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- Municipal Separate Storm Sewer System Program
Municipal Separate Storm Sewer System Program
MS4 is an acronym for a Municipal Separate Storm Sewer System. It's a system of stormwater conveyances and structures owned or operated by a public agency that does not connect to the sanitary sewer system and does not lead to a wastewater treatment plant. It discharges untreated water into local drainageways, streams, and rivers.
Pennsylvania's MS4 program is implemented by the Pennsylvania Department of Environmental Protection (DEP), which fulfills this role to comply with federal mandates under the Clean Water Act. The Environmental Protection Agency (EPA) has an oversight role because they are the federal agency charged with managing the Clean Water Act.
National Pollutant Discharge Elimination System Permit
The authorization that MS4 communities get from the DEP to legally discharge stormwater into local streams and rivers is called an "NPDES" permit which stands for National Pollutant Discharge Elimination System. To meet the terms of their NPDES Permit, communities need to develop what's called a "Stormwater Management Program" (SWMP). Communities that discharge stormwater into the Chesapeake Bay Watershed, such as Lower Paxton Township, are also required to develop a "Pollutant Reduction Plan" (PRP).
There are 6 Minimum Control Measures (MCM) that make up Lower Paxton Township's Municipal Separate Stormwater System (MS4) program. These 6 MCMs are:
- Construction site runoff management
- Good housekeeping and pollution prevention for municipal operations
- Illicit discharge and detection
- Post-construction stormwater management
- Public education
- Public Education includes distributing informational posters, meeting with the public, providing links on the web page to related information, and providing a means for reporting suspected pollution concerns.
- Public involvement
Construction activities have sediment runoff rates 1,000 to 2,000 times greater than forested land and 10 to 20 times greater than agricultural lands. The Dauphin County Conservation District has the primary responsibility for managing construction runoff.
Lower Paxton Township works closely with the Conservation District to mitigate construction runoff through regulations to control construction activities and penalties for non-compliance; review of construction plans to ensure site-specific needs are addressed, and site inspections to ensure necessary control measures have been installed and maintained.
- Good Housekeeping & Pollution Prevention for Municipal Operations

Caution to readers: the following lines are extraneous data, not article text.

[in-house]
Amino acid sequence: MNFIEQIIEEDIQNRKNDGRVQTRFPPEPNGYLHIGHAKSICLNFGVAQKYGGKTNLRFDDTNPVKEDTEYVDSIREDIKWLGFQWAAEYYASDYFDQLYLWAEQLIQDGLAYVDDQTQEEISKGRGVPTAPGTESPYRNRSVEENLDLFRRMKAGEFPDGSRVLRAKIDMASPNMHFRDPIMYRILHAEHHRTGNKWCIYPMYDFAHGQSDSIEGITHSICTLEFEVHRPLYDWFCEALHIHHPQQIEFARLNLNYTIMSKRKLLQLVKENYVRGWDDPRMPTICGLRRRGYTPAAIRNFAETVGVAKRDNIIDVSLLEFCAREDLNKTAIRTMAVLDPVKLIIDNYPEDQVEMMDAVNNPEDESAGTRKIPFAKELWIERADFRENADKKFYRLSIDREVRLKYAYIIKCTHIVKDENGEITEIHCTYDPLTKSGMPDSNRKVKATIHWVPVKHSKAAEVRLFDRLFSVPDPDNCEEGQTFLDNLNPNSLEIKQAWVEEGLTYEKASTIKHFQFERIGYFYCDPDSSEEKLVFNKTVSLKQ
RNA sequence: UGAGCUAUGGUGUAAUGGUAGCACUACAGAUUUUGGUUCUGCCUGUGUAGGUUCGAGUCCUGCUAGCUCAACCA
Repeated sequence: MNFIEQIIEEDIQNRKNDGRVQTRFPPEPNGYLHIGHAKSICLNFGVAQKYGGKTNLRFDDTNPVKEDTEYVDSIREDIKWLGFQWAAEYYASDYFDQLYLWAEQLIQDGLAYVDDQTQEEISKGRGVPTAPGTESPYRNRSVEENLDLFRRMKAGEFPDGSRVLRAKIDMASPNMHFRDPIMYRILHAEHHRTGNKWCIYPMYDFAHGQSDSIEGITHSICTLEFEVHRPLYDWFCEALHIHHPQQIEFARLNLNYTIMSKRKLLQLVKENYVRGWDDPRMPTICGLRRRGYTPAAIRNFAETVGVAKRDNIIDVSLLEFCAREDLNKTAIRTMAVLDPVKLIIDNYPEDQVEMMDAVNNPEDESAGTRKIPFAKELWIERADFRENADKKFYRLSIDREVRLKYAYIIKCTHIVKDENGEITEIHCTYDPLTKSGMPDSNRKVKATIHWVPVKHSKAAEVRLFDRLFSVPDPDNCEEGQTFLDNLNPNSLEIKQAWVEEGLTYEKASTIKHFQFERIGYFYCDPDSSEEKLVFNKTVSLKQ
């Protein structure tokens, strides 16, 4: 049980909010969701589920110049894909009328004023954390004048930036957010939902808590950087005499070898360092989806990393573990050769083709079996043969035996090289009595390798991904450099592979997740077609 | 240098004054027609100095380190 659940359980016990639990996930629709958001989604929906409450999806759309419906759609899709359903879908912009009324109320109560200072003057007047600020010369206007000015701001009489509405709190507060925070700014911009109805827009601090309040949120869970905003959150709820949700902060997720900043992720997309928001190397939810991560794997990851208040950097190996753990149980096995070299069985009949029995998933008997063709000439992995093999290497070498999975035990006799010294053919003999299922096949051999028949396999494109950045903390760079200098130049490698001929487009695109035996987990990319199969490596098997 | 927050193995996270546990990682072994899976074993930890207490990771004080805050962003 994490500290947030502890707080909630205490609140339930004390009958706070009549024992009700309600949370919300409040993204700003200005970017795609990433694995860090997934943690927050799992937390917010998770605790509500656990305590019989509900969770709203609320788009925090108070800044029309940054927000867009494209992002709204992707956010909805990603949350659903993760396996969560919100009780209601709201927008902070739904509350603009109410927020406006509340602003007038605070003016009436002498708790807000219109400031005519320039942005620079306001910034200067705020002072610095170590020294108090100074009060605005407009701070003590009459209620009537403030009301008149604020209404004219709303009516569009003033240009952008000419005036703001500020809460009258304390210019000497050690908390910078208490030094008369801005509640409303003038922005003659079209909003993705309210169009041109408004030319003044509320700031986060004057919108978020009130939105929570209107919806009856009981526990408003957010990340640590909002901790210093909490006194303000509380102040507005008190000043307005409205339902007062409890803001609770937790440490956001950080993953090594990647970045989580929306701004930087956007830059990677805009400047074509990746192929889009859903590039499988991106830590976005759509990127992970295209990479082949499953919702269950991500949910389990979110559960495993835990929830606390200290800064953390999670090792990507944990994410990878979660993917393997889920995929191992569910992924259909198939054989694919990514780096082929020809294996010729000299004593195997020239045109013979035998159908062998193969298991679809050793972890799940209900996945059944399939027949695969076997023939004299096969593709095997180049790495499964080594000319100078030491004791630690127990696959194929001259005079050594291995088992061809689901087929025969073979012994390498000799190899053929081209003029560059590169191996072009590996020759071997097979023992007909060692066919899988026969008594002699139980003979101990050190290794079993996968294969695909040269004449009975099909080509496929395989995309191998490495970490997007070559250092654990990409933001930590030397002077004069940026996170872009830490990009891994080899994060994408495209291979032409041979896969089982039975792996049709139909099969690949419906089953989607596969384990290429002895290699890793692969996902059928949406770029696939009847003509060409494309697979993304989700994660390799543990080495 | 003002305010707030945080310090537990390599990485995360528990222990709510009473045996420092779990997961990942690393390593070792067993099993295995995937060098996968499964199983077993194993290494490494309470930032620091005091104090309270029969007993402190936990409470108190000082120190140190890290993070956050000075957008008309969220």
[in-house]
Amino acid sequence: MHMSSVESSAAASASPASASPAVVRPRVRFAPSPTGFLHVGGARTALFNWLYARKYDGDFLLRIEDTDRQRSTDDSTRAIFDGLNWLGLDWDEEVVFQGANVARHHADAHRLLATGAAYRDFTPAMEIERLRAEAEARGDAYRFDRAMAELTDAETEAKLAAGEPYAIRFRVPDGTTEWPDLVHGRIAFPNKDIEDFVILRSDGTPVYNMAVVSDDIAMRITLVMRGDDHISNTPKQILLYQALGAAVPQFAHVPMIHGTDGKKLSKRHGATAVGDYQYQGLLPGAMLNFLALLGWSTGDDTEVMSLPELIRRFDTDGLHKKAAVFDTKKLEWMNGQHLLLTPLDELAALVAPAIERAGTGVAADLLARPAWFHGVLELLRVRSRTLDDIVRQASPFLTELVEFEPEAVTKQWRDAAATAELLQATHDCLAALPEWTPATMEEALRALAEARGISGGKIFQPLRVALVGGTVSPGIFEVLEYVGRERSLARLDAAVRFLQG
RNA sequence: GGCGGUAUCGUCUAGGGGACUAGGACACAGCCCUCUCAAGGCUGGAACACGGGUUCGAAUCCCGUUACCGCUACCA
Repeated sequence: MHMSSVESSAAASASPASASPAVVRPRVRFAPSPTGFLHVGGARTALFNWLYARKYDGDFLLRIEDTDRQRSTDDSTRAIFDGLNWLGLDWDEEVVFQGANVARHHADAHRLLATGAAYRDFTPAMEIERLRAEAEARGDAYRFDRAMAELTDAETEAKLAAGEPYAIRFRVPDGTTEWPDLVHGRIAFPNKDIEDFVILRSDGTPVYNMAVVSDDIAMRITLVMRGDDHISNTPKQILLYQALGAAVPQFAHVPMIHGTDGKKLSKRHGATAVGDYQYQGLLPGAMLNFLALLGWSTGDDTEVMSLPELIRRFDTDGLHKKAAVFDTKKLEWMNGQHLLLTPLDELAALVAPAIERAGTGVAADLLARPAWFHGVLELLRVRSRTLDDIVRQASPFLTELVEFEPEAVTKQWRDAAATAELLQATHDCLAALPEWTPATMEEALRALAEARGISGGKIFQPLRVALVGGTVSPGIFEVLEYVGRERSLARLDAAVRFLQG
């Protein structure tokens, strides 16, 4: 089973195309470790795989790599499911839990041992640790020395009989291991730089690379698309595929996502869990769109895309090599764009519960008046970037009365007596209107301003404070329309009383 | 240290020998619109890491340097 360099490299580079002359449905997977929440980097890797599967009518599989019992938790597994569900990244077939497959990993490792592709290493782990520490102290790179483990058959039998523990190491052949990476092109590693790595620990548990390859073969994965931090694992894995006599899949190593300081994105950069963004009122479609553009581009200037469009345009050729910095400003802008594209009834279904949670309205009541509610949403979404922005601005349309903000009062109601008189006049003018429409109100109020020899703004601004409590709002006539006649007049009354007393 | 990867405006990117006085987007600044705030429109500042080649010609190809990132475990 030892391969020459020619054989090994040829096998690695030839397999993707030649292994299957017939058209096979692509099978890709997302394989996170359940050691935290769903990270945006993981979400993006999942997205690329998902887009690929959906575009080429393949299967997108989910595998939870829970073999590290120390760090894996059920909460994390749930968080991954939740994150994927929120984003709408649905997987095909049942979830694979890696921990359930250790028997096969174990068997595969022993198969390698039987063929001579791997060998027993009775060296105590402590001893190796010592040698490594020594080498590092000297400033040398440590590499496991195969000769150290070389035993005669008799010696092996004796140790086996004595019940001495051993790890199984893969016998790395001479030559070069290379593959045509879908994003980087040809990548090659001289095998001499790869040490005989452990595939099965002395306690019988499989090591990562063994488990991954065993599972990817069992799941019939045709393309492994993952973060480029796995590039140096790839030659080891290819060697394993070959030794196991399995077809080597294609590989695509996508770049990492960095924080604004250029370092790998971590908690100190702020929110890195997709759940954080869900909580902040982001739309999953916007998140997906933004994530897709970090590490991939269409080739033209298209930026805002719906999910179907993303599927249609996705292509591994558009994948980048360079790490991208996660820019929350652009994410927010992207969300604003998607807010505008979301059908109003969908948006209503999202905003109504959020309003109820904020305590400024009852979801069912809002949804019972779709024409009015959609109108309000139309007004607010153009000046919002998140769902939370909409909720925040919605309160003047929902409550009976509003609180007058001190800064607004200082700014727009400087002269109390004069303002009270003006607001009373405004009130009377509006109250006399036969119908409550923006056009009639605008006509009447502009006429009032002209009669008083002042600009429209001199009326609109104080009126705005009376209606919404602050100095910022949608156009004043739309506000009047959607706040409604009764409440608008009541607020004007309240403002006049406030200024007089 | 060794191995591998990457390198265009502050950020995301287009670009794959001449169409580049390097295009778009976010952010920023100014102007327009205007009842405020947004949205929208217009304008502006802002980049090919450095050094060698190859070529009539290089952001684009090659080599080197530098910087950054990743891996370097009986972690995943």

- Illicit Discharge & Detection
- Post-Construction Storm Water Management
- Public Involvement
The Township must examine its actions to ensure that it is not contributing to water degradation. The Township works to accomplish this objective through:
- Training employees to eliminate pollutants from entering the storm system.
- Modifying and constructing facilities to reduce runoff and possible contamination.
An example of good housekeeping is Township salt domes, which shelter stockpiled salt from precipitation, eliminating dissolved salts from entering the storm sewer system.
Any discharge to an MS4 that is not composed entirely of stormwater, with some exceptions, such as hydrant flushing and firefighting runoff, is an illicit discharge. MS4 facilities are not designed to convey or handle illicit discharges.
Illicit discharges enter the MS4 system either through direct connections or indirect connections, such as leaking sanitary sewer systems, spills that reach storm drains, or deliberate dumping into drains or other facilities. Illicit discharges can contribute to high levels of pollutants including oils, heavy metals, excess nutrients, and viruses/bacteria.
Proper site management reduces the effects of development on our waterways. Development can cause waterway degradation by increasing sediment load, possible chemical or nutrient contamination, reducing ground water recharge, and increasing the volume and speed of water flows.
Township ordinances govern the design, construction, and maintenance of storm water facilities, and provide penalties for non-compliance. The Township also inspects existing facilities to ensure they are working properly, working with property owners to ensure compliance.
Citizens are encouraged to comment on stormwater issues, to organize groups to stencil storm drains to increase public awareness of the hazards of water pollution and to promote community clean-ups and adoption of local waterways.